During August 1943, PT-59 was converted into a gunboat armed with two 40mm anti-aircraft guns plus additional .30 and .50-caliber machine guns behind shields and the torpedoes removed. Placed under the command of Ensign J. Atkinson.

During September 1943, Lt(jg) John F. Kennedy took command of PT-59, after PT-109 was sunk. During October 1943 operated from the PT Boat Base at Liapari Island (Vella Lavella).

On November 2, 1943, PT-59 commanded by Lt John Fitzgerald Kennedy evacuate forty plus US Marines (including several dozen wounded men) from "Bigger's Force" from the 2nd Parachute Battalion, 1st Marine Parachute Regiment (Paramarines). Rescued near Warrior River on Choiseul plus the crew of a foundering LCVP that were under fire from the beach. After the rescue, on the return trip PT-59 ran out of gas and was towed back to base by PT-236. That night, one wounded Marine died in Kennedy's bunk aboard PT-59.

On November 11, 1943, transferred Motor Torpedo Boat Squadron 3(2) MTBS 3(2) under the command of Lt. Richard E. Johnson and moved northward to operate from Empress Augusta Bay off Bougainville.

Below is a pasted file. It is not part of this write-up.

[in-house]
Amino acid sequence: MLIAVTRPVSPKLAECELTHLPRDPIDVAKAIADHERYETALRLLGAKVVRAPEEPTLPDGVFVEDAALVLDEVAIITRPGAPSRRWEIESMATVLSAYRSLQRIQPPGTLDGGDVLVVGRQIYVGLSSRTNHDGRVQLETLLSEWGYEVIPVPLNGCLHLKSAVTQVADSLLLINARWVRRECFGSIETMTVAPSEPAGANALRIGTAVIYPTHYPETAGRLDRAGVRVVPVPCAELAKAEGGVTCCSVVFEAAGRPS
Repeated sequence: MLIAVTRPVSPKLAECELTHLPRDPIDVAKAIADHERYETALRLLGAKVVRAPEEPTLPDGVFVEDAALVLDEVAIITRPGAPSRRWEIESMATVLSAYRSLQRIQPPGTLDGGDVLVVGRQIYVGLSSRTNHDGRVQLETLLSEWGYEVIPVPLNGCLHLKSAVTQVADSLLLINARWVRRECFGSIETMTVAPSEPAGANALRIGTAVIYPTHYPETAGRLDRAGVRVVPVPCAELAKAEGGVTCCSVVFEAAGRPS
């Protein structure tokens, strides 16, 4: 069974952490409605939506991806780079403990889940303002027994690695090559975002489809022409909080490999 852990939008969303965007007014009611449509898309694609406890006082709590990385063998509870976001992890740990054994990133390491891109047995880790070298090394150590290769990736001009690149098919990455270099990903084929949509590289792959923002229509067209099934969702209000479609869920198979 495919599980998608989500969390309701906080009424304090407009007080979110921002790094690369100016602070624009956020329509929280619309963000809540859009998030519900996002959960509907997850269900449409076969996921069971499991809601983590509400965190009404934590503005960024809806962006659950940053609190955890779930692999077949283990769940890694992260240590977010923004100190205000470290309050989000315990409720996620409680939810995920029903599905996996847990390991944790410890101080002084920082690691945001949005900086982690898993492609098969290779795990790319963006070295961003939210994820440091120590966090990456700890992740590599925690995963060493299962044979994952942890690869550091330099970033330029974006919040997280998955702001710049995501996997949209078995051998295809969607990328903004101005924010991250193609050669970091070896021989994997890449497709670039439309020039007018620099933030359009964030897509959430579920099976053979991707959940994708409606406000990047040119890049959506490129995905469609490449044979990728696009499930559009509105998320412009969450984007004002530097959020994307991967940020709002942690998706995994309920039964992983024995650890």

During the night of January 10-11, 1944 departed Torokina PT Boat Base under the command of Ens. J. Atkinson on a reconnaissance in strength against Green Island Atoll to inspect the channels and evaluate enemy strength on a mission led by PT-176 plus PT-184 and PT-59. During the open sea crossing and bad weather, PT-61 sustained damage including the smoke generator breaking loose and falling overboard with the the exhaust stack and fouled the gears of the 40mm Bofors. Heavier, older and slower, PT-61 and PT-59 could not keep up with the other two boats which proceeded without them to complete the mission.